Japanese Radar in WWII
In WWII, the Empire of Japan could not well compete with the US in terms of development of new technologies.
A young man learning in a high school in Tokyo in 1945 started to work in a technical development center of the Imperial Navy. As US air raids intensified, the Navy started to relocate the center to local regions by separating each division. The young man belonged to the wireless technology division that moved to Nikko, a sightseeing spot 100 km north of Tokyo.
(At the time, then crown prince Akihito was evacuated from Tokyo to Nikko to avoid US air raids.)
The wireless technology division was stationed in a tourist hotel where Navy engineers brought in various equipment. They concentrated in development of radar. The Empire was behind the US, the UK, and even Germany in this field. Most of US Naval ships mounted advanced radar systems, but Japanese war ships had only a primitive type of radar systems. Even Japanese cities were not defended by radar systems, so that US air raids gave great damage on many Japanese cities.
(The Imperial military stationed its radar systems only to some locations suitable for observation of the Pacific Ocean as the figure below shows.
Specifically, the US military used all bands of electric waves for radar to secure reliability. Japanese engineers also aimed at realizing such a radar system. The division the young man belonged to started to assemble a new radar system, They even referred to a German radar system brought into Japan by a submarine from Germany though the Atlantic, Indian, and the Pacific Oceans.
But, the young man found that vacuum tubes manufactured in Japan had poor quality, though the devices were essential for radar. The failure rate of Japanese vacuum tubes was 50%, meaning five of ten tubes did not function well. Observing this data, the young man realized that the Empire would lose the war.
And, months later, when he was listening to US radio broadcasting with co-workers, he heard that a US radio station announced that the Empire of Japan was going to surrender by accepting the Potsdam Declaration. Then, three days later, the Emperor announced the surrender of the Empire to the US to the Japanese people through radio broadcasting.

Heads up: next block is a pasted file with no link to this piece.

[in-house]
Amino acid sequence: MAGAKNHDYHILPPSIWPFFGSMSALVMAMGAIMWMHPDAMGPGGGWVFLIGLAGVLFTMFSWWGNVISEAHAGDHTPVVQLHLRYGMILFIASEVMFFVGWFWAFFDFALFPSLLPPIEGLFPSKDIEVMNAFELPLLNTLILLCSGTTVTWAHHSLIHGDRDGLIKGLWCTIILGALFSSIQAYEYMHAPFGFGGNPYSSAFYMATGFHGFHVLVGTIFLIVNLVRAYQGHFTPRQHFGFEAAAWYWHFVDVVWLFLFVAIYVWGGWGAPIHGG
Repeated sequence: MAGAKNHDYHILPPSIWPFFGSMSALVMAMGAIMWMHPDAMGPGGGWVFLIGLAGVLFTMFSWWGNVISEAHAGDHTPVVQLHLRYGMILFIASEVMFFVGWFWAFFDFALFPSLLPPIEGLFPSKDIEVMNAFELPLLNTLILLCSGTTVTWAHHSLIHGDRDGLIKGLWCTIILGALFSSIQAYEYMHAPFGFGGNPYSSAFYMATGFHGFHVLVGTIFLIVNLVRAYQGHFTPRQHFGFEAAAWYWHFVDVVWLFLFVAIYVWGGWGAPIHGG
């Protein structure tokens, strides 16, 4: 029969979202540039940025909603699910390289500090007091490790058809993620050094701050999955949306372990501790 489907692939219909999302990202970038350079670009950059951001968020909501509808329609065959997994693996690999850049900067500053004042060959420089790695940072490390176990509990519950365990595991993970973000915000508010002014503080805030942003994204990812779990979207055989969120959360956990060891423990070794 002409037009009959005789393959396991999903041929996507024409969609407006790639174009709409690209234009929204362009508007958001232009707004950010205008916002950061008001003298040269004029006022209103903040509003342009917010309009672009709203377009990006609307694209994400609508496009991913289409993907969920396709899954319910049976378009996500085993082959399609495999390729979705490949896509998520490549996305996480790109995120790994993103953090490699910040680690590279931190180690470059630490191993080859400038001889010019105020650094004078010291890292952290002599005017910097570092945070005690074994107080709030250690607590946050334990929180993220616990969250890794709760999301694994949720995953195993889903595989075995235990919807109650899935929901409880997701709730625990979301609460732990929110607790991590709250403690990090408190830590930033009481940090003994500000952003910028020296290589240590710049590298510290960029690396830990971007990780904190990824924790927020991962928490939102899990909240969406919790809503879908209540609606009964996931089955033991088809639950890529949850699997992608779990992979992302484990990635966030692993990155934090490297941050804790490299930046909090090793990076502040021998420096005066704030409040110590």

Today, Japanese products are enjoying reputation of high quality, but at the end of WWII, Japanese engineering quality was a half of America's as this episode told.
Indeed, it is estimated that if the Empire of Japan had had a radar system advanced as much as America's, the Empire should not have been defeated only in four years after the Pearl Harbor Attack of 1941.
In this context, WWII was a war where electronics came to take a decisive part. However, WWIII might be featured by something more horrible.
In other word, as technology and science have advanced so much globally today, the mankind might not dare to fight the Third World War. Or at least we have to claim that as technology and science have advanced so much globally today, the mankind must not launch WWIII.
(Incidentally, one of the co-founders of Sony, Akio Morita, was a young engineering officer of the Imperial Navy of Japan in WWII.)
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Luk 2:21 And when eight days were accomplished for the circumcising of the child, his name was called JESUS, which was so named of the angel before he was conceived in the womb.
Luk 2:22 And when the days of her purification according to the law of Moses were accomplished, they brought him to Jerusalem, to present him to the Lord;
Luk 2:23 (As it is written in the law of the LORD, Every male that openeth the womb shall be called holy to the Lord;)